The day hope died a burden was lifted. Al -Yahud’s ropes were untied. A sack of golden bangles, clay tablets and unleavened Babylonian bread, khubz fatir, fell to the bottom of the river — flat bread carries no joy. This is why my grandparents are silent. Their history dumped in the river. This is why I dive in, seeking what’s at the bottom of the riverbed, find the turban of the chief rabbi, Chacham Bashi Moshe, unravelling in my DNA; gravel and clay remnants I add to my sack. Find how I have become an archaeologist of family ghosts.
Find: Barley sheaves, wheat, Farhud bodies, bodies who tried to smuggle themselves out, donkeys, field fruit fleshed out in letters we cannot read anymore, pressed into clay, dried up long ago in Babylonian heat. What became of donkeys’ bones? Of discarded date seeds? Know this, to count the bones does not bring the donkey back to life.
I lose my thread of fact. It dips its head in my coffee, lets me drink it, forgetting how empty the cup always is in the end. How I want more — and yet, to have more is to grow fat on antique longing; what is not hope or faith in my children. I don’t know when the Tigris River swallowed me, or how its tides divide in me what cannot be archived.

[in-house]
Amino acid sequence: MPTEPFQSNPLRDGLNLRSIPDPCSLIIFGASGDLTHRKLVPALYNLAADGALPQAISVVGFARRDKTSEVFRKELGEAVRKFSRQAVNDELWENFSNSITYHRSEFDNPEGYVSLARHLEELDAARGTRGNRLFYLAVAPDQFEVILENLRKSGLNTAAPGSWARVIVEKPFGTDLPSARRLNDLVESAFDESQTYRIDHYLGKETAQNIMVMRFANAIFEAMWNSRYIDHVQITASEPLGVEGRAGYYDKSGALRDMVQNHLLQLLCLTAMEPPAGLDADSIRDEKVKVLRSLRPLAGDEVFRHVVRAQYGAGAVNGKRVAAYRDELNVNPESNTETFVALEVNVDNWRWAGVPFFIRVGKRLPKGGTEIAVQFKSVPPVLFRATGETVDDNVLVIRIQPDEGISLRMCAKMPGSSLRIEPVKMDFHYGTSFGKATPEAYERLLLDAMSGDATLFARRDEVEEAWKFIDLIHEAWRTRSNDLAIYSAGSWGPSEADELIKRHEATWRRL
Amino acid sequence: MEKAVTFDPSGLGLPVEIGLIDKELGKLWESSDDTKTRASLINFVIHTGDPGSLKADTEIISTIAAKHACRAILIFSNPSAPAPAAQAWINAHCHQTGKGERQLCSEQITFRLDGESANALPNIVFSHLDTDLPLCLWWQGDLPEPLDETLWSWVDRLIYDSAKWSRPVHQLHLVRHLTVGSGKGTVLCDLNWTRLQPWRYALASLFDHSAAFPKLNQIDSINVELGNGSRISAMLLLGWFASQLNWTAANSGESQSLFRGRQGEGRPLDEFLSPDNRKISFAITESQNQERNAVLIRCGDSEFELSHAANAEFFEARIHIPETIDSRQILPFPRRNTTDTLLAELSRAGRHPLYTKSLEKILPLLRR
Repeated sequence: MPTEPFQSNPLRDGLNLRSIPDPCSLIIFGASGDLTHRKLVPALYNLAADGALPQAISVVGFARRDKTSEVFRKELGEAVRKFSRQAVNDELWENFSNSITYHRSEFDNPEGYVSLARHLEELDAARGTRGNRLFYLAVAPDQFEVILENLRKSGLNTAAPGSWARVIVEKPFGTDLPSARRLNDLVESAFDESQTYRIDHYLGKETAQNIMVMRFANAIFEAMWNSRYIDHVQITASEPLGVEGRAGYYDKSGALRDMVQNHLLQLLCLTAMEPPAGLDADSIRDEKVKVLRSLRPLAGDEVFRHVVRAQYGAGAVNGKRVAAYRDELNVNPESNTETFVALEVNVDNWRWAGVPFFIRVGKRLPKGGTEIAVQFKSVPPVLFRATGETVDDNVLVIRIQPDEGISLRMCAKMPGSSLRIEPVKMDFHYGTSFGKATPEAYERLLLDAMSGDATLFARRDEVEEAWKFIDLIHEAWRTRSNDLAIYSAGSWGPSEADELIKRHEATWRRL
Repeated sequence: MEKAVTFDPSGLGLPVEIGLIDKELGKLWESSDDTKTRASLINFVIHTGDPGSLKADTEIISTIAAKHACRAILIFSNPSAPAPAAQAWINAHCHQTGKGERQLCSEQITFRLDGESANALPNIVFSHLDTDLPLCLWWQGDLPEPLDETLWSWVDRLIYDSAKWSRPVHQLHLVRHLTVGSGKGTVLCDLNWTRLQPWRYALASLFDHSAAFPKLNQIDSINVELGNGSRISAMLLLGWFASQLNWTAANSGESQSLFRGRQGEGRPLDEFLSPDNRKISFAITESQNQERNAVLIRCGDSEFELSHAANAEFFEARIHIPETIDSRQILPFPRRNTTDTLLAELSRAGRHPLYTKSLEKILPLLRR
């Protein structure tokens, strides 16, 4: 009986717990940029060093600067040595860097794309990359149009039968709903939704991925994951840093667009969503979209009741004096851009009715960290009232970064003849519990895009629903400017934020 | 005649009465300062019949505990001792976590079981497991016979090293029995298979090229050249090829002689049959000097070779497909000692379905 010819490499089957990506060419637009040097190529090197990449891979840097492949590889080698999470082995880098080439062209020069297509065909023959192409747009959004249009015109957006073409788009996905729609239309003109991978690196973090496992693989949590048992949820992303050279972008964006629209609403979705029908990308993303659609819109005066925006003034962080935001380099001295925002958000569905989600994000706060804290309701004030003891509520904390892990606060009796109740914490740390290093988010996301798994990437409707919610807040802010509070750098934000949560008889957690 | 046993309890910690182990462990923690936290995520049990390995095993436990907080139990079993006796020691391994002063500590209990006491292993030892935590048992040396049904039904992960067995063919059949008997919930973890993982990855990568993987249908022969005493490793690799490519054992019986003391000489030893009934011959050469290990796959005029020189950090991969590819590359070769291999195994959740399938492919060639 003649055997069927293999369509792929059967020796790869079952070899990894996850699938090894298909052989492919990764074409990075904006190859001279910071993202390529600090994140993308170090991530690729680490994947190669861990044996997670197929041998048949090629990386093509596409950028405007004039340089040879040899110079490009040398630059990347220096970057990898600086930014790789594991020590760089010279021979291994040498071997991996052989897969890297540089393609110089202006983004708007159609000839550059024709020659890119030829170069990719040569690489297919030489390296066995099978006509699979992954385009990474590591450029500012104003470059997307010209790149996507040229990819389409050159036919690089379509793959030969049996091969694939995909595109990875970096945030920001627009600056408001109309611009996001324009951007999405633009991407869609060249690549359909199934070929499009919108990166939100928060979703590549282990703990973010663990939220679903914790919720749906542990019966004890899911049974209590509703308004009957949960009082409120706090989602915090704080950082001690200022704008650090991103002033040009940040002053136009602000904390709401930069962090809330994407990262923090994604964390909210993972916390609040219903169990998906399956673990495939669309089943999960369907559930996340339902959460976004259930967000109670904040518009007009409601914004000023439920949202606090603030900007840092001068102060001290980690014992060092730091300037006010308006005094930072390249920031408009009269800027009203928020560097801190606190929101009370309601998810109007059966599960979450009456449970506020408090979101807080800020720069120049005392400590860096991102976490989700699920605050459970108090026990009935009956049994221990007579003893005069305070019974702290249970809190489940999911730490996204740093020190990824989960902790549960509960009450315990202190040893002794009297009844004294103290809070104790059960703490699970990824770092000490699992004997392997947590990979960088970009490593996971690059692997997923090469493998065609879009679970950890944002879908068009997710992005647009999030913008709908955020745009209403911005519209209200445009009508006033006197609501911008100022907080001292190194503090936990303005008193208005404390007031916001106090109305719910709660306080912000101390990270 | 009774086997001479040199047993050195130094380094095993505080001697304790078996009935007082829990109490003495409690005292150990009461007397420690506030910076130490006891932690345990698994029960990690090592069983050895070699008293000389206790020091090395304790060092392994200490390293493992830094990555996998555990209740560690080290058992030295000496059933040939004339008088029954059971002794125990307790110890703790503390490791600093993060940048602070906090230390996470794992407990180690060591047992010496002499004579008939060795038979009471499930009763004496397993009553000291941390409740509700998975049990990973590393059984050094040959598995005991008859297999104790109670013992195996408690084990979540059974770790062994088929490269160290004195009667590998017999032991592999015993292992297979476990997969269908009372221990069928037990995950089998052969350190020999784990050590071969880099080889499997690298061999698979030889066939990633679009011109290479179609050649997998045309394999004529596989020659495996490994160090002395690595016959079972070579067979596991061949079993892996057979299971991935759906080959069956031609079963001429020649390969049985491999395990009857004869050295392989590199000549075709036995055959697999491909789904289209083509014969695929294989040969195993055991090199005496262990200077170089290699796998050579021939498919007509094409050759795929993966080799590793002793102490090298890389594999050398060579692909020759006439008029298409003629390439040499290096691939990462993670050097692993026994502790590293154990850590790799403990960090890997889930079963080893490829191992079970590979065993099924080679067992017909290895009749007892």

My acupuncturist tells me there is a ghost point — sticks a needle in my stomach — and lets the wind blow through. The main thing is not to get stuck. The main thing is to stick a needle in the bottom of your sole — the bubbling wellspring. The main thing is to move.
But the older I get the more ghosts I meet. I distance myself, walk a bit faster to dissociate the ghost of grief, but it’s closer than I’d like. A leaf’s breath away. A pecked orange. A date dislodged by a parakeet. Sometimes I think there is a graveyard in my stomach — where the ghosts visit, place a stone, and leave.
Sarah Sassoon is an Australian-born writer and poet of Iraqi-Jewish descent. Her work has appeared in the Michigan Quarterly Review, Ruminate, Lilith, The Ilanot Review, Consequence Forum, and elsewhere. She is the recipient of the Andrea Moriah Poetry Prize, and shortlisted for the Anna Davidson Rosenberg Poetry Award. Her micro-chapbook, This is Why We Don’t Look Back was recently awarded first place in Harbor Review’s Jewish Women’s poetry prize. Sarah is also the author of the children’s picture book, Shoham’s Bangle (Kar-Ben Publishing, Fall 2022).
In the Beginning – Contamination 50
Adriano Marinazzo is a visual artist and scholar. His work focuses on the interactions between art, science, and technology, topics he taught at the University of Florence. In 2014, Adriano presented his work and research at the XIV Biennale of Architecture of Venice. Currently, he is the Curator of Special Projects of the Muscarelle Museum of Art. In 2022 Adriano was appointed as the inaugural Designer in Residence at William & Mary to create visionary video-art-science installations for the Integrated Science Center.